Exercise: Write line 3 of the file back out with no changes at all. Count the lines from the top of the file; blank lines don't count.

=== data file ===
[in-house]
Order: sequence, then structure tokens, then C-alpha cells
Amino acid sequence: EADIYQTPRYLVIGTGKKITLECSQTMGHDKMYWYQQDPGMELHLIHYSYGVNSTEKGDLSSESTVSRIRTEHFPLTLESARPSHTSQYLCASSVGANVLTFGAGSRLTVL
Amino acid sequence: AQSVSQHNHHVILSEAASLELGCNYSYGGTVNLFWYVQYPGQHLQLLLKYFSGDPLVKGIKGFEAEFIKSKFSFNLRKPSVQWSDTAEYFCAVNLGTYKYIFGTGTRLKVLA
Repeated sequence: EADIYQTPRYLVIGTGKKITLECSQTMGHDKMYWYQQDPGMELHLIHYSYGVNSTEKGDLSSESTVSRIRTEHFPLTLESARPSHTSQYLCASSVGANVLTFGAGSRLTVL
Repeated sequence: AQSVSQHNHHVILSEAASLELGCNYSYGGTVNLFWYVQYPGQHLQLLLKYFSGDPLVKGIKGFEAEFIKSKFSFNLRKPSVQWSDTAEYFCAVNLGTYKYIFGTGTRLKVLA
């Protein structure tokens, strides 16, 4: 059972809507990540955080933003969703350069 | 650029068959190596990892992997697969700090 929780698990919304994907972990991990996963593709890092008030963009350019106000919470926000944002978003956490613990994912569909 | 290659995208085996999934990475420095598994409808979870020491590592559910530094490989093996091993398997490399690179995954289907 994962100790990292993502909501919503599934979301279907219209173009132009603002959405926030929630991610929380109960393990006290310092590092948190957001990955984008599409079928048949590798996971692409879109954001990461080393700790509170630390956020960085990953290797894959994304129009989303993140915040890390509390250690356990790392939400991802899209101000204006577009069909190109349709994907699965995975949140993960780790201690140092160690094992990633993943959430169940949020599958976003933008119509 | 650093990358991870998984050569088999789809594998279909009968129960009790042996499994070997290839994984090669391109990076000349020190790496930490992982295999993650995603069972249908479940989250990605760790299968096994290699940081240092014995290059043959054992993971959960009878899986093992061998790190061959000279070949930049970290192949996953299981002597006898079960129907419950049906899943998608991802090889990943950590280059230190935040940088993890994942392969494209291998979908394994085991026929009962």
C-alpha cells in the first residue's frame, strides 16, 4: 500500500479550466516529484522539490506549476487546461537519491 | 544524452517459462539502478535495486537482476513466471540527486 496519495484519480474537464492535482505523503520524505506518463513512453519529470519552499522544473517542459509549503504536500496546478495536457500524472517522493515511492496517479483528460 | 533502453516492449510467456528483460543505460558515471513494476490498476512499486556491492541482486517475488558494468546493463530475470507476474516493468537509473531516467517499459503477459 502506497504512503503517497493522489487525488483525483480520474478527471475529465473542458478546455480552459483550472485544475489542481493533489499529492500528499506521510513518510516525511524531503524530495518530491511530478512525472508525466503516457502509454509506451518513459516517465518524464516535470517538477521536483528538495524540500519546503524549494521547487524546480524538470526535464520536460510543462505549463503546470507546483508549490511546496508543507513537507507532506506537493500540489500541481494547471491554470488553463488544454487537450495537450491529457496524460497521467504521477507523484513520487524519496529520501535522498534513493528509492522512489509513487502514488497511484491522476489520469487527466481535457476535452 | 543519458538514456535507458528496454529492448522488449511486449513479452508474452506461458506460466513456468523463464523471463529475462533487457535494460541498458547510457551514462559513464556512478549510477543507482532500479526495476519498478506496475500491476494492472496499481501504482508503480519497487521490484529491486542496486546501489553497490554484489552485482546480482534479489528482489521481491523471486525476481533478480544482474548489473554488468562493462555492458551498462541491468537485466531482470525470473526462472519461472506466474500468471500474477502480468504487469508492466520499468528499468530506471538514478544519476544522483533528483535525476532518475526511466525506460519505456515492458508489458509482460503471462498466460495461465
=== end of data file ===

Amino acid sequence: EADIYQTPRYLVIGTGKKITLECSQTMGHDKMYWYQQDPGMELHLIHYSYGVNSTEKGDLSSESTVSRIRTEHFPLTLESARPSHTSQYLCASSVGANVLTFGAGSRLTVL